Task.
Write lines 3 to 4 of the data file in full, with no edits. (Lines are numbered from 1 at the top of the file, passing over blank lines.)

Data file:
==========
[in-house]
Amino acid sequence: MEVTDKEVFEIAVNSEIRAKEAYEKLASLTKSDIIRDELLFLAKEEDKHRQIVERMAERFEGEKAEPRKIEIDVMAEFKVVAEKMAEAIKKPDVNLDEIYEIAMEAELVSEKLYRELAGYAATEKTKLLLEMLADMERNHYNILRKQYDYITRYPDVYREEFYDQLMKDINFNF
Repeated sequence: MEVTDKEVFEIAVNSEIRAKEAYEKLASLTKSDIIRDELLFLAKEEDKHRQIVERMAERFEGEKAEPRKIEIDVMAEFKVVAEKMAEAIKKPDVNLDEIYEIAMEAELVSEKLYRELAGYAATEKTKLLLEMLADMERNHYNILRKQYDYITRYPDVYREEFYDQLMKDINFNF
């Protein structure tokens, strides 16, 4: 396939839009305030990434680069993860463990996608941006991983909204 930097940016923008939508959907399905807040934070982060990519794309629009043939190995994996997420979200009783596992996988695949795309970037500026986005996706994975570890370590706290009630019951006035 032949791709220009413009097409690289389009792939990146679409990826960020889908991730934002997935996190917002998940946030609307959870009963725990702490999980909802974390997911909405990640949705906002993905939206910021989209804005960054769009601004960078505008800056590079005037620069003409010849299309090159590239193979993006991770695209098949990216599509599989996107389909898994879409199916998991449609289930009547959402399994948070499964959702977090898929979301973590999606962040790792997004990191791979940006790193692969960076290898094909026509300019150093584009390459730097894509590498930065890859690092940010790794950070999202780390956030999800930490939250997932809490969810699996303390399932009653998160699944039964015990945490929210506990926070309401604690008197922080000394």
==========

Repeated sequence: MEVTDKEVFEIAVNSEIRAKEAYEKLASLTKSDIIRDELLFLAKEEDKHRQIVERMAERFEGEKAEPRKIEIDVMAEFKVVAEKMAEAIKKPDVNLDEIYEIAMEAELVSEKLYRELAGYAATEKTKLLLEMLADMERNHYNILRKQYDYITRYPDVYREEFYDQLMKDINFNF
């Protein structure tokens, strides 16, 4: 396939839009305030990434680069993860463990996608941006991983909204 930097940016923008939508959907399905807040934070982060990519794309629009043939190995994996997420979200009783596992996988695949795309970037500026986005996706994975570890370590706290009630019951006035 032949791709220009413009097409690289389009792939990146679409990826960020889908991730934002997935996190917002998940946030609307959870009963725990702490999980909802974390997911909405990640949705906002993905939206910021989209804005960054769009601004960078505008800056590079005037620069003409010849299309090159590239193979993006991770695209098949990216599509599989996107389909898994879409199916998991449609289930009547959402399994948070499964959702977090898929979301973590999606962040790792997004990191791979940006790193692969960076290898094909026509300019150093584009390459730097894509590498930065890859690092940010790794950070999202780390956030999800930490939250997932809490969810699996303390399932009653998160699944039964015990945490929210506990926070309401604690008197922080000394």